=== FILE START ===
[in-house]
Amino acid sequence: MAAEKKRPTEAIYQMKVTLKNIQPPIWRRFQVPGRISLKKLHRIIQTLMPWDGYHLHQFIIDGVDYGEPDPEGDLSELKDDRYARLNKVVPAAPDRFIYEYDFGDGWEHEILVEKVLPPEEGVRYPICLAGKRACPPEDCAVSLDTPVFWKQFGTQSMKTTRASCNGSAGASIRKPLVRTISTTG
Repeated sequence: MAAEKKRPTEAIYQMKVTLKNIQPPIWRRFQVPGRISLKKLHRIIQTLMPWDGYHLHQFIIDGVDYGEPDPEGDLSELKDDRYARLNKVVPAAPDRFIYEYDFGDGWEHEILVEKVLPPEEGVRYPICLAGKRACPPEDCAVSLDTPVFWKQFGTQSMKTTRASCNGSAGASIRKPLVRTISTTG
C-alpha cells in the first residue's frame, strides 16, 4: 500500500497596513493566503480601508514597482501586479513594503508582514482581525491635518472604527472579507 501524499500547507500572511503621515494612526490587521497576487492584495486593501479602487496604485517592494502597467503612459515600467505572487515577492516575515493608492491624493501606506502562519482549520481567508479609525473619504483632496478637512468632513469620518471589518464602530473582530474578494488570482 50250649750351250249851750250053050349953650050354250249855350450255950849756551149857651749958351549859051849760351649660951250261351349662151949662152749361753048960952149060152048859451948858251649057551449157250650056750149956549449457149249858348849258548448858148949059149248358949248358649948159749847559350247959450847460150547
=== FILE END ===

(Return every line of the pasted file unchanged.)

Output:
[in-house]
Amino acid sequence: MAAEKKRPTEAIYQMKVTLKNIQPPIWRRFQVPGRISLKKLHRIIQTLMPWDGYHLHQFIIDGVDYGEPDPEGDLSELKDDRYARLNKVVPAAPDRFIYEYDFGDGWEHEILVEKVLPPEEGVRYPICLAGKRACPPEDCAVSLDTPVFWKQFGTQSMKTTRASCNGSAGASIRKPLVRTISTTG
Repeated sequence: MAAEKKRPTEAIYQMKVTLKNIQPPIWRRFQVPGRISLKKLHRIIQTLMPWDGYHLHQFIIDGVDYGEPDPEGDLSELKDDRYARLNKVVPAAPDRFIYEYDFGDGWEHEILVEKVLPPEEGVRYPICLAGKRACPPEDCAVSLDTPVFWKQFGTQSMKTTRASCNGSAGASIRKPLVRTISTTG
C-alpha cells in the first residue's frame, strides 16, 4: 500500500497596513493566503480601508514597482501586479513594503508582514482581525491635518472604527472579507 501524499500547507500572511503621515494612526490587521497576487492584495486593501479602487496604485517592494502597467503612459515600467505572487515577492516575515493608492491624493501606506502562519482549520481567508479609525473619504483632496478637512468632513469620518471589518464602530473582530474578494488570482 50250649750351250249851750250053050349953650050354250249855350450255950849756551149857651749958351549859051849760351649660951250261351349662151949662152749361753048960952149060152048859451948858251649057551449157250650056750149956549449457149249858348849258548448858148949059149248358949248358649948159749847559350247959450847460150547